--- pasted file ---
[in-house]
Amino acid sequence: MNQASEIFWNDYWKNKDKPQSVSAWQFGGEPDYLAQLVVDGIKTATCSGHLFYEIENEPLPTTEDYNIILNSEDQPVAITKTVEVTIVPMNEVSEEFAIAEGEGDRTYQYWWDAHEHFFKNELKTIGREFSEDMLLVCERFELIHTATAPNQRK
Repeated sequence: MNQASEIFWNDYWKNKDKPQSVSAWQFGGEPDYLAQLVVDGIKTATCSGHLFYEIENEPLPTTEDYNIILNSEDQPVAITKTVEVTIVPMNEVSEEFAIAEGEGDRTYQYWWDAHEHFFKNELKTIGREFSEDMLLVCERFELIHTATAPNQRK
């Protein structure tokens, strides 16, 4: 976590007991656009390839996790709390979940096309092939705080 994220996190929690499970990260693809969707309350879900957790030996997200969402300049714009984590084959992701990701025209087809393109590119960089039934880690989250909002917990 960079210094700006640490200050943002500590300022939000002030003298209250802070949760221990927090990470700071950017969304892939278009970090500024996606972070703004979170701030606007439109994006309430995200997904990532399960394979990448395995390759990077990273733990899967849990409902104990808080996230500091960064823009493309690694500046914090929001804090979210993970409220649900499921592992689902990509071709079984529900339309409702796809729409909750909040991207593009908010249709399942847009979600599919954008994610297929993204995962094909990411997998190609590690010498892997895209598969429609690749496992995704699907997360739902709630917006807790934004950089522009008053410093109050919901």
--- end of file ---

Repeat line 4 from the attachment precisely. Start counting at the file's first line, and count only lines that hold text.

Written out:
């Protein structure tokens, strides 16, 4: 976590007991656009390839996790709390979940096309092939705080 994220996190929690499970990260693809969707309350879900957790030996997200969402300049714009984590084959992701990701025209087809393109590119960089039934880690989250909002917990 960079210094700006640490200050943002500590300022939000002030003298209250802070949760221990927090990470700071950017969304892939278009970090500024996606972070703004979170701030606007439109994006309430995200997904990532399960394979990448395995390759990077990273733990899967849990409902104990808080996230500091960064823009493309690694500046914090929001804090979210993970409220649900499921592992689902990509071709079984529900339309409702796809729409909750909040991207593009908010249709399942847009979600599919954008994610297929993204995962094909990411997998190609590690010498892997895209598969429609690749496992995704699907997360739902709630917006807790934004950089522009008053410093109050919901």